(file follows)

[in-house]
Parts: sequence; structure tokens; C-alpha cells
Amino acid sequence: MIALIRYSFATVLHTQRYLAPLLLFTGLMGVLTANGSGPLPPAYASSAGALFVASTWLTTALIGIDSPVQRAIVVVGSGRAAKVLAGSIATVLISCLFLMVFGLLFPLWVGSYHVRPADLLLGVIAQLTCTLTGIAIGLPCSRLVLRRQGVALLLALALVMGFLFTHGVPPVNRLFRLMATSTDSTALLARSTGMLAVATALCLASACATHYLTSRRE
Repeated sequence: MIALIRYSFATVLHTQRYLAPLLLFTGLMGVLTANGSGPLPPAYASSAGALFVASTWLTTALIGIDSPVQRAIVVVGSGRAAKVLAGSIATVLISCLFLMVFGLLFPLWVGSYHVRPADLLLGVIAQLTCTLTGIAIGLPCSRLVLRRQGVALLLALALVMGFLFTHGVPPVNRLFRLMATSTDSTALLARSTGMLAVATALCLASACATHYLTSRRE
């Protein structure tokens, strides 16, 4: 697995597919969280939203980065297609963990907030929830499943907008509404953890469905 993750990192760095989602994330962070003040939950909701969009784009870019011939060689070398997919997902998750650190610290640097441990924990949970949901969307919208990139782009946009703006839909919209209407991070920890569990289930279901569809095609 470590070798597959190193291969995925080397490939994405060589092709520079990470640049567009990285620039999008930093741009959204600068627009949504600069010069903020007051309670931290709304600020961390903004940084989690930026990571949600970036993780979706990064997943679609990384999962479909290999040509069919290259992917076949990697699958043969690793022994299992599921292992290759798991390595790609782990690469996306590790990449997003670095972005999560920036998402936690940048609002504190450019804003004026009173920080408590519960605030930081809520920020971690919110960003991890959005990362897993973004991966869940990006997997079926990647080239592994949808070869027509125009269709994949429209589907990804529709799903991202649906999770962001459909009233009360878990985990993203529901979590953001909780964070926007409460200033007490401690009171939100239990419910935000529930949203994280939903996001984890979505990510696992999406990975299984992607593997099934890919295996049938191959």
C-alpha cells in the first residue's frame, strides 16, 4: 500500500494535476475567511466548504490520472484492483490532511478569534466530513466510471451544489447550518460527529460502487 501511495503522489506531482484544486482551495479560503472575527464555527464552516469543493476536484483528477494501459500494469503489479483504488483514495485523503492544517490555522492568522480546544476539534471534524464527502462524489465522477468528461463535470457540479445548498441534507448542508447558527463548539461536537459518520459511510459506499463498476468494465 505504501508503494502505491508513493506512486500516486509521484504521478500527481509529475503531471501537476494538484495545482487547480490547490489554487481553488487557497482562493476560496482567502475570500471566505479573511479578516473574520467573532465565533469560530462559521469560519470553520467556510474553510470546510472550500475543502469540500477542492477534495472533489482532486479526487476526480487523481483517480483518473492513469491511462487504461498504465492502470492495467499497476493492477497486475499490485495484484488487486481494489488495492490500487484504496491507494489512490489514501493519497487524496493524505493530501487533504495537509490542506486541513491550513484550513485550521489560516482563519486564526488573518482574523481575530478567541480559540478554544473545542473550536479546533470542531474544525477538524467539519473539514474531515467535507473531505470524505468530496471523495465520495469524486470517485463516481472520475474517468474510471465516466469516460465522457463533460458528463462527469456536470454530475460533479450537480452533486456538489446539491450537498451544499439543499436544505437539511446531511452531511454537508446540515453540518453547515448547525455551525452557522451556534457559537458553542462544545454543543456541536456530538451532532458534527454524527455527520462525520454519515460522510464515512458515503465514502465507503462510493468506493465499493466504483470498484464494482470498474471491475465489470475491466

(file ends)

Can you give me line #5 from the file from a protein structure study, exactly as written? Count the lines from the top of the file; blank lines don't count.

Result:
């Protein structure tokens, strides 16, 4: 697995597919969280939203980065297609963990907030929830499943907008509404953890469905 993750990192760095989602994330962070003040939950909701969009784009870019011939060689070398997919997902998750650190610290640097441990924990949970949901969307919208990139782009946009703006839909919209209407991070920890569990289930279901569809095609 470590070798597959190193291969995925080397490939994405060589092709520079990470640049567009990285620039999008930093741009959204600068627009949504600069010069903020007051309670931290709304600020961390903004940084989690930026990571949600970036993780979706990064997943679609990384999962479909290999040509069919290259992917076949990697699958043969690793022994299992599921292992290759798991390595790609782990690469996306590790990449997003670095972005999560920036998402936690940048609002504190450019804003004026009173920080408590519960605030930081809520920020971690919110960003991890959005990362897993973004991966869940990006997997079926990647080239592994949808070869027509125009269709994949429209589907990804529709799903991202649906999770962001459909009233009360878990985990993203529901979590953001909780964070926007409460200033007490401690009171939100239990419910935000529930949203994280939903996001984890979505990510696992999406990975299984992607593997099934890919295996049938191959």